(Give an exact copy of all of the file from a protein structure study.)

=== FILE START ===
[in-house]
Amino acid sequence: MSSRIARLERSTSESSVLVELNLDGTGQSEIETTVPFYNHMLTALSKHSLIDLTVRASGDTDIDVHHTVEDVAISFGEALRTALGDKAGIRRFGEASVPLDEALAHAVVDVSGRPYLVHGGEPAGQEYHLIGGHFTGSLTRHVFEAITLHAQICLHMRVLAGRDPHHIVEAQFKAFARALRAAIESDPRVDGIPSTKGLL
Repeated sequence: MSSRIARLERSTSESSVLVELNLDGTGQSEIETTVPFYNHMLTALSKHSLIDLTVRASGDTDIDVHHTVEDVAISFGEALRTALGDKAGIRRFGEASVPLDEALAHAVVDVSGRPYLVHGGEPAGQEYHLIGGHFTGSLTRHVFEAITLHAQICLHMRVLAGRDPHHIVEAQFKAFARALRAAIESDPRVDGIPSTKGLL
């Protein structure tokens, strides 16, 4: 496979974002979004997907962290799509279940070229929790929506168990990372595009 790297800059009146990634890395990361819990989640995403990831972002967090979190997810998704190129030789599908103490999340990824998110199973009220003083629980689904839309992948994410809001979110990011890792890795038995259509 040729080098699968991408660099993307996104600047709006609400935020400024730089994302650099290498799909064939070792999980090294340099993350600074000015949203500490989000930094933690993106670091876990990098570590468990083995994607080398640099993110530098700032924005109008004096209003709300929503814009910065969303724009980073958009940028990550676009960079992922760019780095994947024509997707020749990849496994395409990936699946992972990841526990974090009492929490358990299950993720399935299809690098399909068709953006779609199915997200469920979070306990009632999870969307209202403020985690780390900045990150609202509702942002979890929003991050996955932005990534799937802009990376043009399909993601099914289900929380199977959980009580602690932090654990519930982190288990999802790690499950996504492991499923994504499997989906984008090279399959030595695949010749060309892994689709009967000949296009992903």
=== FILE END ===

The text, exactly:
[in-house]
Amino acid sequence: MSSRIARLERSTSESSVLVELNLDGTGQSEIETTVPFYNHMLTALSKHSLIDLTVRASGDTDIDVHHTVEDVAISFGEALRTALGDKAGIRRFGEASVPLDEALAHAVVDVSGRPYLVHGGEPAGQEYHLIGGHFTGSLTRHVFEAITLHAQICLHMRVLAGRDPHHIVEAQFKAFARALRAAIESDPRVDGIPSTKGLL
Repeated sequence: MSSRIARLERSTSESSVLVELNLDGTGQSEIETTVPFYNHMLTALSKHSLIDLTVRASGDTDIDVHHTVEDVAISFGEALRTALGDKAGIRRFGEASVPLDEALAHAVVDVSGRPYLVHGGEPAGQEYHLIGGHFTGSLTRHVFEAITLHAQICLHMRVLAGRDPHHIVEAQFKAFARALRAAIESDPRVDGIPSTKGLL
């Protein structure tokens, strides 16, 4: 496979974002979004997907962290799509279940070229929790929506168990990372595009 790297800059009146990634890395990361819990989640995403990831972002967090979190997810998704190129030789599908103490999340990824998110199973009220003083629980689904839309992948994410809001979110990011890792890795038995259509 040729080098699968991408660099993307996104600047709006609400935020400024730089994302650099290498799909064939070792999980090294340099993350600074000015949203500490989000930094933690993106670091876990990098570590468990083995994607080398640099993110530098700032924005109008004096209003709300929503814009910065969303724009980073958009940028990550676009960079992922760019780095994947024509997707020749990849496994395409990936699946992972990841526990974090009492929490358990299950993720399935299809690098399909068709953006779609199915997200469920979070306990009632999870969307209202403020985690780390900045990150609202509702942002979890929003991050996955932005990534799937802009990376043009399909993601099914289900929380199977959980009580602690932090654990519930982190288990999802790690499950996504492991499923994504499997989906984008090279399959030595695949010749060309892994689709009967000949296009992903």